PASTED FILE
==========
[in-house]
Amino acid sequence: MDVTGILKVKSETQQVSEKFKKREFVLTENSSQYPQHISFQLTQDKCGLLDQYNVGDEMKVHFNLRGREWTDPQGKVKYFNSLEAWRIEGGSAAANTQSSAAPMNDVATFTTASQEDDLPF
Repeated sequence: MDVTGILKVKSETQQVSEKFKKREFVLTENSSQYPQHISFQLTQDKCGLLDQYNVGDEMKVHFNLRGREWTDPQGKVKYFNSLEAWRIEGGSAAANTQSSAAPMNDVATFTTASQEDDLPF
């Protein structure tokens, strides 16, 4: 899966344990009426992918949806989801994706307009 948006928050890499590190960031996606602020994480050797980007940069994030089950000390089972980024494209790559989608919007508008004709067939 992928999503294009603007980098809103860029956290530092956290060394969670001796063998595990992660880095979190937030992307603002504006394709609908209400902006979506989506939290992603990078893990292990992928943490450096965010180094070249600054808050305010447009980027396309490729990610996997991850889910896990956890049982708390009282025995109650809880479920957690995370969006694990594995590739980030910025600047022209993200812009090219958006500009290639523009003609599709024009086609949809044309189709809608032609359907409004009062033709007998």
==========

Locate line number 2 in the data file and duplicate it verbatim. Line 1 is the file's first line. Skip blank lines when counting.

Amino acid sequence: MDVTGILKVKSETQQVSEKFKKREFVLTENSSQYPQHISFQLTQDKCGLLDQYNVGDEMKVHFNLRGREWTDPQGKVKYFNSLEAWRIEGGSAAANTQSSAAPMNDVATFTTASQEDDLPF